The following example is given by way of illustration only and should not be construed as limiting the subject-matter of the present application.
Influence of Protein Content on Plasma IGF-1 Levels in the First Four Months of Life
This example demonstrates the effect of the protein content of an infant formula used as the sole source of nutrition for a group of infants for the first four months of their life on their plasma IGF-1 levels.
A prospective, randomized, controlled, blinded study of three groups in parallel was carried out at the University of Iowa (Lora N. Thomas Metabolism Ward) and at its annex in Cedar Rapids, Iowa in accordance with the principles established in the 1964 Declaration of Helsinki (as amended) and with the approval of the University of Iowa Committee on Research Involving Human Subjects. Infants whose mothers had decided not to breast feed were recruited at the maternity units of two hospitals in Iowa City and two in Cedar Rapids and randomly assigned to one of three groups. The control group was fed a partially hydrolysed infant formula with a protein content of 2.39 g/100 kcal available commercially in the United States under the trade mark Good Start®. Of the other two groups one was fed an experimental partially hydrolysed formula with a protein content of 1.92 g/100 kcal and the other was fed a similar experimental formula with a protein content of 1.89 g/100 kcal but with the addition of a probiotic bacteritun, Bifidobacterium lactis Bb12 (obtainable from Christian Hansen, Denmark) in an amount of 3.6×107 colony forming units per gram of formula powder (equivalent to 4.8×109 CFU/litre). In all formulas, the protein consisted of partially hydrolysed whey proteins. The experimental formulas were derived from sweet whey and the control formula from acid whey. The formulas were supplied packed in metal cans with their identity marked by a colour coding known only to the investigating staff.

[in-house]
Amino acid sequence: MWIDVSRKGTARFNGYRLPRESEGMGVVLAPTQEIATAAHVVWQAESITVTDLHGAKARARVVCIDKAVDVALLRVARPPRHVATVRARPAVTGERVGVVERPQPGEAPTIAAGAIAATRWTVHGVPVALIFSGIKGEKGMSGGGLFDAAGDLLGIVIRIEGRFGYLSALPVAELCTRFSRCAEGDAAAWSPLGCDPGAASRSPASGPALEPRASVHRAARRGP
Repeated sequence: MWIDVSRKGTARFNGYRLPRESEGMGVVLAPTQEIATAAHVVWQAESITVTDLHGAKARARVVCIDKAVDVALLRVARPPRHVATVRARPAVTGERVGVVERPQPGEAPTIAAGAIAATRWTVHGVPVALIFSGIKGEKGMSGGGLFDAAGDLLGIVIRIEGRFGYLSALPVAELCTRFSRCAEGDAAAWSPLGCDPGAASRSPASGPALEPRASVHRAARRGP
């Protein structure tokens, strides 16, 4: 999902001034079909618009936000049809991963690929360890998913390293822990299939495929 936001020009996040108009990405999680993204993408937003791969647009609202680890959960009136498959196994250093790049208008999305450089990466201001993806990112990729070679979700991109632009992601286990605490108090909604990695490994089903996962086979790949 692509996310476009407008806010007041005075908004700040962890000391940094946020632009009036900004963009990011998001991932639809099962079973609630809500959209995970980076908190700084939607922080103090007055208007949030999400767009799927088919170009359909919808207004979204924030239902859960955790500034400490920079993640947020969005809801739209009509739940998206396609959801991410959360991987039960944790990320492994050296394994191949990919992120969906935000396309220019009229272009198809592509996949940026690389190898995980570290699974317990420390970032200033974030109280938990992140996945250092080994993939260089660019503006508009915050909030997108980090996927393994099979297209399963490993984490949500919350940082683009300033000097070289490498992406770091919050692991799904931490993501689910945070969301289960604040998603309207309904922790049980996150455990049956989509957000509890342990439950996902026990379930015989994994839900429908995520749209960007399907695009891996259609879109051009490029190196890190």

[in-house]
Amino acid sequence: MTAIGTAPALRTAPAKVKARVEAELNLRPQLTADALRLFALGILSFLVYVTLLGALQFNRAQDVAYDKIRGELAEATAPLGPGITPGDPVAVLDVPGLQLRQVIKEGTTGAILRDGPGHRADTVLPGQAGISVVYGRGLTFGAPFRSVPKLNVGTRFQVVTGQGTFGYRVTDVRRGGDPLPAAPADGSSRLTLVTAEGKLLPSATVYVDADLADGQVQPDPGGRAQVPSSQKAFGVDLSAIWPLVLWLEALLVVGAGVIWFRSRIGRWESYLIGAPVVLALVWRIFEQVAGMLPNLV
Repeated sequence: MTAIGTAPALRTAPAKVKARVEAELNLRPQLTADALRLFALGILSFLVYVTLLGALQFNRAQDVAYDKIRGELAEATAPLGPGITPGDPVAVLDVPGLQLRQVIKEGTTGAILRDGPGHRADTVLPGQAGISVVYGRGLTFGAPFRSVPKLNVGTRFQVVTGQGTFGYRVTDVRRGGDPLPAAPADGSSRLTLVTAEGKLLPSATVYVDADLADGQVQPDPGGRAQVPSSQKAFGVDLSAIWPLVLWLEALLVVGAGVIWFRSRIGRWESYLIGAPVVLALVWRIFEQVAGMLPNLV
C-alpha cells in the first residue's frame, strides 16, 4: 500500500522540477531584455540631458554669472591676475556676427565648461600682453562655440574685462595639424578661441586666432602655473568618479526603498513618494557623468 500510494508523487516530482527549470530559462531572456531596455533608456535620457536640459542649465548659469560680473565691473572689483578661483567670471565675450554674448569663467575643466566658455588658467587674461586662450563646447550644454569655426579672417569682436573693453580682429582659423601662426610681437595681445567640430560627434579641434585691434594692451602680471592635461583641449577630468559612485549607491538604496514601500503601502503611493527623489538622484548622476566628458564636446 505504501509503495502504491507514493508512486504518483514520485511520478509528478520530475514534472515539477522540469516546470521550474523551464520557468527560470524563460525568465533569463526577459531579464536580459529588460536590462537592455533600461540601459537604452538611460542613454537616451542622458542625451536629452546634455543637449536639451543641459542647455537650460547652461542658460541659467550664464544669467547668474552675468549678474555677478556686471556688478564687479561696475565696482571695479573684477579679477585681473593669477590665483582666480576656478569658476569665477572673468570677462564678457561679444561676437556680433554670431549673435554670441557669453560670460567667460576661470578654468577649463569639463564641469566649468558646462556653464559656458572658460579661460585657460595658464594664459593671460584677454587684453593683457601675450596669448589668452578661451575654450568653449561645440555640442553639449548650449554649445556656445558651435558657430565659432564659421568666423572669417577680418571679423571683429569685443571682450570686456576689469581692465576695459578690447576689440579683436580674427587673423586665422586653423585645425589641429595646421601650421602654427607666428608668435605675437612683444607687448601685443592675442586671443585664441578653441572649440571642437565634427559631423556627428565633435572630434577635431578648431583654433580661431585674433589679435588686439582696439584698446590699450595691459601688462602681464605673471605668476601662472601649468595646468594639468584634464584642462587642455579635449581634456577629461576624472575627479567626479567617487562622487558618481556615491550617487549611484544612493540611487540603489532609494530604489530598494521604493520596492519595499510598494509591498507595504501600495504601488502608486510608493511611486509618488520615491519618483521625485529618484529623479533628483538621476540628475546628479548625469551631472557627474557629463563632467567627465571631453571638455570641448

The compositions of the formulas are summarised in the following table:--
TABLE-US-00003 Concentrations are per litre unless otherwise Experimental with stated Experimental probiotic Control Energy (kcal) 680 680 670 Protein (g) 13.1 12.8 16.0 -g/100 kcal 1.92 1.89 2.39 Fat (g) 34.6 34.6 34.6 Lactose (g) 55.3 55.3 55.3 Maltodextrin (g) 23.7 23.7 21.5 Na (mmol) 8.7 8.7 7.0 K (mmol) 16.7 16.7 16.5 Cl (mmol) 13.0 13.0 11.0 Ca (mg) 423 446 506 P (mg) 244 240 279 Mg (mg) 48.1 48.3 50.2 Mn (μg) 40 40 50 Se (μg) 13 13 0 Fe (mg) 7.1 7.3 12.9 I (μg) 100 100 54 Cu (mg) 0.645 0.643 0.733 Zn (mg) 73 7.35 6.75